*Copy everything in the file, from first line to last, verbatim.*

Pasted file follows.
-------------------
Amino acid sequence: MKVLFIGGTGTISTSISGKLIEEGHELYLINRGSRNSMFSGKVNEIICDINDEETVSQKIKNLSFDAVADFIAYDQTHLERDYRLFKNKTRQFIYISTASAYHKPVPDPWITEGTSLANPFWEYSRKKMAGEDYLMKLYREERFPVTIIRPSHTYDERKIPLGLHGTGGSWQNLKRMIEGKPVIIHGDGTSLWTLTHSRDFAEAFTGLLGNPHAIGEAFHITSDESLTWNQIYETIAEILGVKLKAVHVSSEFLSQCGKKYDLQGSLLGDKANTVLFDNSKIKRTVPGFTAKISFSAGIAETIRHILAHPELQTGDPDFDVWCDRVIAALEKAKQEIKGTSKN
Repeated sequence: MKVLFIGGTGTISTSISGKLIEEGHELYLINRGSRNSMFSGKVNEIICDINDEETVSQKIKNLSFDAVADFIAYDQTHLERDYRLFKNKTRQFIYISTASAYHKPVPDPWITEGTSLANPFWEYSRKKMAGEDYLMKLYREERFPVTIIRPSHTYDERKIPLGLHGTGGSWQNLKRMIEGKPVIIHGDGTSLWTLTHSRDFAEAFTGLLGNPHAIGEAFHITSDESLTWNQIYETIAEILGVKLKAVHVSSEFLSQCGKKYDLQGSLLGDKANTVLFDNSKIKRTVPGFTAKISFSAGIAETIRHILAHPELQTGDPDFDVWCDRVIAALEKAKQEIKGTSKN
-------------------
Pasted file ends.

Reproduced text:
Amino acid sequence: MKVLFIGGTGTISTSISGKLIEEGHELYLINRGSRNSMFSGKVNEIICDINDEETVSQKIKNLSFDAVADFIAYDQTHLERDYRLFKNKTRQFIYISTASAYHKPVPDPWITEGTSLANPFWEYSRKKMAGEDYLMKLYREERFPVTIIRPSHTYDERKIPLGLHGTGGSWQNLKRMIEGKPVIIHGDGTSLWTLTHSRDFAEAFTGLLGNPHAIGEAFHITSDESLTWNQIYETIAEILGVKLKAVHVSSEFLSQCGKKYDLQGSLLGDKANTVLFDNSKIKRTVPGFTAKISFSAGIAETIRHILAHPELQTGDPDFDVWCDRVIAALEKAKQEIKGTSKN
Repeated sequence: MKVLFIGGTGTISTSISGKLIEEGHELYLINRGSRNSMFSGKVNEIICDINDEETVSQKIKNLSFDAVADFIAYDQTHLERDYRLFKNKTRQFIYISTASAYHKPVPDPWITEGTSLANPFWEYSRKKMAGEDYLMKLYREERFPVTIIRPSHTYDERKIPLGLHGTGGSWQNLKRMIEGKPVIIHGDGTSLWTLTHSRDFAEAFTGLLGNPHAIGEAFHITSDESLTWNQIYETIAEILGVKLKAVHVSSEFLSQCGKKYDLQGSLLGDKANTVLFDNSKIKRTVPGFTAKISFSAGIAETIRHILAHPELQTGDPDFDVWCDRVIAALEKAKQEIKGTSKN